Two leads, running from the terminals of a battery, are placed in a cup of water with a quantity of electrolyte added to establish conductivity. Hydrogen and Oxygen gases will stream from the oppositely charged electrode. Oxygen will collect at the anode and hydrogen will collect at the cathode.[/COLOR]
I don't doubt that you can break water into hydrogen and oxygen. industries do it every day and with great success. the question becomes, can you do it efficiently enough to see an increase of mpg in a vehicle without adding anything extra to it other than water?
mythbusters proved that you CAN run a car on hydrogen. the catch is that they used a hydrogen tank to provide the hydrogen (probably produced by the electrolysis method by a company that sells hydrogen gas)
but back to the theory. the theory is right and it does work, but what about the cost to produce this gas? it takes electricity which is made by the alterantor which is powered by a belt driven by the motor which uses gasoline. can you overcome the losses? that is what I am waiting to see evidence on.
Water electrolysis does not convert 100% of the electrical energy into the chemical energy of hydrogen. The process requires more extreme potentials than what would be expected based on the cell's total reversible reduction potentials. This excess potential accounts for various forms of overpotential by which the extra energy is eventually lost as heat. For a well designed cell the largest overpotential is the reaction overpotential for the four electron oxidation of water to oxygen at the anode. An effective electrocatalyst to facilitate this reaction has not been developed. Platinum alloys are the default state of the art for this oxidation. The reverse reaction, the reduction of oxygen to water, is responsible for the greatest loss of efficiency in fuel cells. Developing a cheap effective electrocatalyst for this reaction would be a great advance.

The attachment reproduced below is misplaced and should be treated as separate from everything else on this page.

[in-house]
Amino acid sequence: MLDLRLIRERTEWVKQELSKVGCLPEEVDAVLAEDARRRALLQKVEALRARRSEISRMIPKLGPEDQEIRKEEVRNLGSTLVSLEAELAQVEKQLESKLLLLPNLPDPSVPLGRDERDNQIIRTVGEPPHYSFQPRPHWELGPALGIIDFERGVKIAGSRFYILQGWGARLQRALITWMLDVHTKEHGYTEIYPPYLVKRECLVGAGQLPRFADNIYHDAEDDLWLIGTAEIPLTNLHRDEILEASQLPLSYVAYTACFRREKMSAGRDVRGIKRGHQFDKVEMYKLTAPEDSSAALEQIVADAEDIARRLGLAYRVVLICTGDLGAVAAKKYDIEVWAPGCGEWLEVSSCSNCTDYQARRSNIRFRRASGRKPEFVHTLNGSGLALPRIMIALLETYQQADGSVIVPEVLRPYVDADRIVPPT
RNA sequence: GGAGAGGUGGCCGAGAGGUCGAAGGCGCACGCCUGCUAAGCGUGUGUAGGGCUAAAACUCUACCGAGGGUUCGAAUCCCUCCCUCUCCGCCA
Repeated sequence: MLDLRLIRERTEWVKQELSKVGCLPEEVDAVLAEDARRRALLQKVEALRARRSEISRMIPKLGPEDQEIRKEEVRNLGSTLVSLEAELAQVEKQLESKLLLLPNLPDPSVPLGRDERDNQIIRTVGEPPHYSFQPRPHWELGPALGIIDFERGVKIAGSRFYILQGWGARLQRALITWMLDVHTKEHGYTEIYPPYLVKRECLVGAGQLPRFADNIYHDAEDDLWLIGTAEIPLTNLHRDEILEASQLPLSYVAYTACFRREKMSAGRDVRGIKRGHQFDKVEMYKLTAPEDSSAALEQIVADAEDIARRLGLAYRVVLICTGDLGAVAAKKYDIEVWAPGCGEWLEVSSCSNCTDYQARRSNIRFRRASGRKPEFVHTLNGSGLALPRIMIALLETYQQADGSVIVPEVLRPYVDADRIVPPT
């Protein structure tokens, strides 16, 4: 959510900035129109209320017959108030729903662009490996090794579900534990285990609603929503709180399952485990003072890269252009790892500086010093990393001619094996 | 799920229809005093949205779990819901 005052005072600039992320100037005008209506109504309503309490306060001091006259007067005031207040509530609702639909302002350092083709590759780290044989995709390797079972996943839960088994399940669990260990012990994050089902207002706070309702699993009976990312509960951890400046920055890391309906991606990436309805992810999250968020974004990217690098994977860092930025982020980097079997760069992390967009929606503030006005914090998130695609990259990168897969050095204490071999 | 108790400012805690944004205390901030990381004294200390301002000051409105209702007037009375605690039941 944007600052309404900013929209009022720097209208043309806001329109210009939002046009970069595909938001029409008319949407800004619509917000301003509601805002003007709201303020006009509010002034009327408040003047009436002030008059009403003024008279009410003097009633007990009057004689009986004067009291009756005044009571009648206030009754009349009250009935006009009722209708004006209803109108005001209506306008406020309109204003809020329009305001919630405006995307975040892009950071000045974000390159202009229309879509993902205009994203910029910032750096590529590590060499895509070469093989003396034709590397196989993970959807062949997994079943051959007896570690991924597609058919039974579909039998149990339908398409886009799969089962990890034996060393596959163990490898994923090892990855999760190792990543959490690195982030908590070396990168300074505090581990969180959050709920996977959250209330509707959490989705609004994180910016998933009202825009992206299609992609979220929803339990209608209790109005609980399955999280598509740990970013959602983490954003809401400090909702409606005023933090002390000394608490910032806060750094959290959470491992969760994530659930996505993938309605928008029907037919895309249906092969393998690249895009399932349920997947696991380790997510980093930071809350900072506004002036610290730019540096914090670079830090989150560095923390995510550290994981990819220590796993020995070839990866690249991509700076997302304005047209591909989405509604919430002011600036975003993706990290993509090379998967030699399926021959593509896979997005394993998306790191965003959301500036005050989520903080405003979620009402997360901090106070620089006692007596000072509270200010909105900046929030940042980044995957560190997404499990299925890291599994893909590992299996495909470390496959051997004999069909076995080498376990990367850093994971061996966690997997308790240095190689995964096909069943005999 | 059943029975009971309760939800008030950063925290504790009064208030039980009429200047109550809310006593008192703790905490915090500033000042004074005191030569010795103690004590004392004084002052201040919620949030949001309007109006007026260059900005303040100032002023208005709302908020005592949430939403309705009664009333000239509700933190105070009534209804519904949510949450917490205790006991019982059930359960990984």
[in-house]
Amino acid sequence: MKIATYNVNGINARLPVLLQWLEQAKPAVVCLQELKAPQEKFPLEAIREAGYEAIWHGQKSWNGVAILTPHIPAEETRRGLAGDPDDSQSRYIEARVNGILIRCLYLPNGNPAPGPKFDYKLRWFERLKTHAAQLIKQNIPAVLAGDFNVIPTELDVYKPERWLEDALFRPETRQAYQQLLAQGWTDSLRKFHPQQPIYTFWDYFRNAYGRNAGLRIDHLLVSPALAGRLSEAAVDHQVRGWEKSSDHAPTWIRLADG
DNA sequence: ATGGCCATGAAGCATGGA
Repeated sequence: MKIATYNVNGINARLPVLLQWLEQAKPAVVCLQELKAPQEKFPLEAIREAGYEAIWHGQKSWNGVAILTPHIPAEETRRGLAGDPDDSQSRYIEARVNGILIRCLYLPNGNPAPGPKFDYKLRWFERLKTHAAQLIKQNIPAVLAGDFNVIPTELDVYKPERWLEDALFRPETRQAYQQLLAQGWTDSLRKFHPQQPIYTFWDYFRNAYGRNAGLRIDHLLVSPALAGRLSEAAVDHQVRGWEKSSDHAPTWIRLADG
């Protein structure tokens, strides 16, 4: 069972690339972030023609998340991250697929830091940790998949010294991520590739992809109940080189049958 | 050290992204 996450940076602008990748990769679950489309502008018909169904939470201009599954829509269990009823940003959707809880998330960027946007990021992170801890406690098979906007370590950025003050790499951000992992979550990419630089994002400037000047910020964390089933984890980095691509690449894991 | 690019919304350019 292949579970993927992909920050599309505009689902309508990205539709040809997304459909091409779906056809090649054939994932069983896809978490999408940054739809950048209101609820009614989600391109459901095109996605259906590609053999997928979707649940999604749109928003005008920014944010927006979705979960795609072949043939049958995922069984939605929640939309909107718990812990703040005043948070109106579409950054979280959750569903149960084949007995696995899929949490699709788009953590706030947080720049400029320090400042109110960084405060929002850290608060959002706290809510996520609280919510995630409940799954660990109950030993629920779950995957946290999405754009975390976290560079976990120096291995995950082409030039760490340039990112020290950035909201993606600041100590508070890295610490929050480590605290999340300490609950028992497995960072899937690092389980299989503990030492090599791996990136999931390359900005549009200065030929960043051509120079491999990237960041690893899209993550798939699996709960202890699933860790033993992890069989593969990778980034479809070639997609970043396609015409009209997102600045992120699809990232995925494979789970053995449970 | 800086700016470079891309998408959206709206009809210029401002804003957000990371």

The simpler two electron reaction to produce hydrogen at the cathode can be electrocatalyzed with almost no reaction overpotential by platinum or in theory a hydrogenase enzyme. If other, less effective, materials are used for the cathode then another large overpotential must be paid.
The energy efficiency of water electrolysis varies widely with the numbers cited below on the optimistic side. Some report 50?70%, while the theoretical maximum efficiency of the electrolysis of water is between 80?94%. These values refer only to the efficiency of converting electrical energy into hydrogen's chemical energy. The energy lost in generating the electricity is not included. For instance, when considering a power plant that converts the heat of nuclear reactions into hydrogen via electrolysis, the total efficiency may be closer to 30?45%.[[/COLOR][/COLOR]
BTW my source for this info was wikipedia = electrolysis of water (in blue)
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It's really very easy to do, back when I was in high school, I almost blew up one of my parents bathrooms when I was making hydrogen in a 5 gallon bucket using a 12V / 50 amp battery charger and some copper wire...